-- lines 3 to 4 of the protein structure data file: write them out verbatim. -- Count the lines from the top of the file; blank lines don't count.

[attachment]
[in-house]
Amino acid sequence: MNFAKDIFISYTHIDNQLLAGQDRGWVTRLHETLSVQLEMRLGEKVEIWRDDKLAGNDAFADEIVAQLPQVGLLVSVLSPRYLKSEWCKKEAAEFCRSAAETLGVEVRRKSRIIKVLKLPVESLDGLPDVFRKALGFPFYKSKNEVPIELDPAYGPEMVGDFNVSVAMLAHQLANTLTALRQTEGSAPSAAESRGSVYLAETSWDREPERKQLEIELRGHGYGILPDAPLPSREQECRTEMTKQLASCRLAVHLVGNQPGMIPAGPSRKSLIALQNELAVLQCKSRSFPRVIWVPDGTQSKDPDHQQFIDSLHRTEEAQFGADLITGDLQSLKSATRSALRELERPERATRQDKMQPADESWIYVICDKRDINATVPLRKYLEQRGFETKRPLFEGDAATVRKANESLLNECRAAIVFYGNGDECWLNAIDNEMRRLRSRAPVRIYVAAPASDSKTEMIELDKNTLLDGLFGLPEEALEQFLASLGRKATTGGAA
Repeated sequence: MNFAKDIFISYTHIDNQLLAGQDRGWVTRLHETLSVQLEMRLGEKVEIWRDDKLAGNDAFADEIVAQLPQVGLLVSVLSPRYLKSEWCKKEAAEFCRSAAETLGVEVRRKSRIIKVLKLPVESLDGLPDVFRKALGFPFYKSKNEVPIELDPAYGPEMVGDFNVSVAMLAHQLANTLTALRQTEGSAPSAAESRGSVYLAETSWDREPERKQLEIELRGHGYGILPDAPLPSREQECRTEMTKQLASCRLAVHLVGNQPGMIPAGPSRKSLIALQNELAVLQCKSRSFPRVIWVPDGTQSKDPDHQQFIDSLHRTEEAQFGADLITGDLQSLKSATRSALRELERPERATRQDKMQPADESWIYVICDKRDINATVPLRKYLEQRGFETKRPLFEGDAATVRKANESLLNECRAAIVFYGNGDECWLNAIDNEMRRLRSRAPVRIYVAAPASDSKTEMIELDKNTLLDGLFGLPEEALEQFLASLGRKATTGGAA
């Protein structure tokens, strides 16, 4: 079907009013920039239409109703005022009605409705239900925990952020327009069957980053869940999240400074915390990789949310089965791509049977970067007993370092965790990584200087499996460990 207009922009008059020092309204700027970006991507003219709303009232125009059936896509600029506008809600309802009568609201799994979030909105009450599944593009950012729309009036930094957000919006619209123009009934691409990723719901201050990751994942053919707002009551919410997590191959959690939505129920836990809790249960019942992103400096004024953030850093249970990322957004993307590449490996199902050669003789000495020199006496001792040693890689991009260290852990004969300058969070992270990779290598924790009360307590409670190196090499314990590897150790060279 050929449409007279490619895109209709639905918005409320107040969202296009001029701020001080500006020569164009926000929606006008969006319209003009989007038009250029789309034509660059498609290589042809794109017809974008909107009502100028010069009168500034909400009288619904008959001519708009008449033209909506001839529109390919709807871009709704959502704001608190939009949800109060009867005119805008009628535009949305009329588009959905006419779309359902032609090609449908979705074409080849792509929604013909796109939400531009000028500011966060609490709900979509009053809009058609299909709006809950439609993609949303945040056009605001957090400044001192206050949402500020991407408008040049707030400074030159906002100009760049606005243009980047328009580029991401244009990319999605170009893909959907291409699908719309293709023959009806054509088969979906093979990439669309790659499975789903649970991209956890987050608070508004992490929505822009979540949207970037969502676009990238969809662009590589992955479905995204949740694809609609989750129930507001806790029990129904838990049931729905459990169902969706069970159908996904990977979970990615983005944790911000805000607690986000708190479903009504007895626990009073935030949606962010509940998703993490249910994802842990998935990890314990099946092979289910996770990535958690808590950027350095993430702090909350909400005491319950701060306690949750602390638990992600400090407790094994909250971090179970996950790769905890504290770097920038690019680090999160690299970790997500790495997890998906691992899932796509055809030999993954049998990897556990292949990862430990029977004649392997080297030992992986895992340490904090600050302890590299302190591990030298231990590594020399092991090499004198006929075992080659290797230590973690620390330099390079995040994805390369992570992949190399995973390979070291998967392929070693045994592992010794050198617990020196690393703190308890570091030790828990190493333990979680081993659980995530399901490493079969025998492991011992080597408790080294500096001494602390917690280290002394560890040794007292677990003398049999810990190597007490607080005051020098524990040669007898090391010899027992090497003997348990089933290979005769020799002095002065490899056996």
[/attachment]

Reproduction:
Repeated sequence: MNFAKDIFISYTHIDNQLLAGQDRGWVTRLHETLSVQLEMRLGEKVEIWRDDKLAGNDAFADEIVAQLPQVGLLVSVLSPRYLKSEWCKKEAAEFCRSAAETLGVEVRRKSRIIKVLKLPVESLDGLPDVFRKALGFPFYKSKNEVPIELDPAYGPEMVGDFNVSVAMLAHQLANTLTALRQTEGSAPSAAESRGSVYLAETSWDREPERKQLEIELRGHGYGILPDAPLPSREQECRTEMTKQLASCRLAVHLVGNQPGMIPAGPSRKSLIALQNELAVLQCKSRSFPRVIWVPDGTQSKDPDHQQFIDSLHRTEEAQFGADLITGDLQSLKSATRSALRELERPERATRQDKMQPADESWIYVICDKRDINATVPLRKYLEQRGFETKRPLFEGDAATVRKANESLLNECRAAIVFYGNGDECWLNAIDNEMRRLRSRAPVRIYVAAPASDSKTEMIELDKNTLLDGLFGLPEEALEQFLASLGRKATTGGAA
């Protein structure tokens, strides 16, 4: 079907009013920039239409109703005022009605409705239900925990952020327009069957980053869940999240400074915390990789949310089965791509049977970067007993370092965790990584200087499996460990 207009922009008059020092309204700027970006991507003219709303009232125009059936896509600029506008809600309802009568609201799994979030909105009450599944593009950012729309009036930094957000919006619209123009009934691409990723719901201050990751994942053919707002009551919410997590191959959690939505129920836990809790249960019942992103400096004024953030850093249970990322957004993307590449490996199902050669003789000495020199006496001792040693890689991009260290852990004969300058969070992270990779290598924790009360307590409670190196090499314990590897150790060279 050929449409007279490619895109209709639905918005409320107040969202296009001029701020001080500006020569164009926000929606006008969006319209003009989007038009250029789309034509660059498609290589042809794109017809974008909107009502100028010069009168500034909400009288619904008959001519708009008449033209909506001839529109390919709807871009709704959502704001608190939009949800109060009867005119805008009628535009949305009329588009959905006419779309359902032609090609449908979705074409080849792509929604013909796109939400531009000028500011966060609490709900979509009053809009058609299909709006809950439609993609949303945040056009605001957090400044001192206050949402500020991407408008040049707030400074030159906002100009760049606005243009980047328009580029991401244009990319999605170009893909959907291409699908719309293709023959009806054509088969979906093979990439669309790659499975789903649970991209956890987050608070508004992490929505822009979540949207970037969502676009990238969809662009590589992955479905995204949740694809609609989750129930507001806790029990129904838990049931729905459990169902969706069970159908996904990977979970990615983005944790911000805000607690986000708190479903009504007895626990009073935030949606962010509940998703993490249910994802842990998935990890314990099946092979289910996770990535958690808590950027350095993430702090909350909400005491319950701060306690949750602390638990992600400090407790094994909250971090179970996950790769905890504290770097920038690019680090999160690299970790997500790495997890998906691992899932796509055809030999993954049998990897556990292949990862430990029977004649392997080297030992992986895992340490904090600050302890590299302190591990030298231990590594020399092991090499004198006929075992080659290797230590973690620390330099390079995040994805390369992570992949190399995973390979070291998967392929070693045994592992010794050198617990020196690393703190308890570091030790828990190493333990979680081993659980995530399901490493079969025998492991011992080597408790080294500096001494602390917690280290002394560890040794007292677990003398049999810990190597007490607080005051020098524990040669007898090391010899027992090497003997348990089933290979005769020799002095002065490899056996």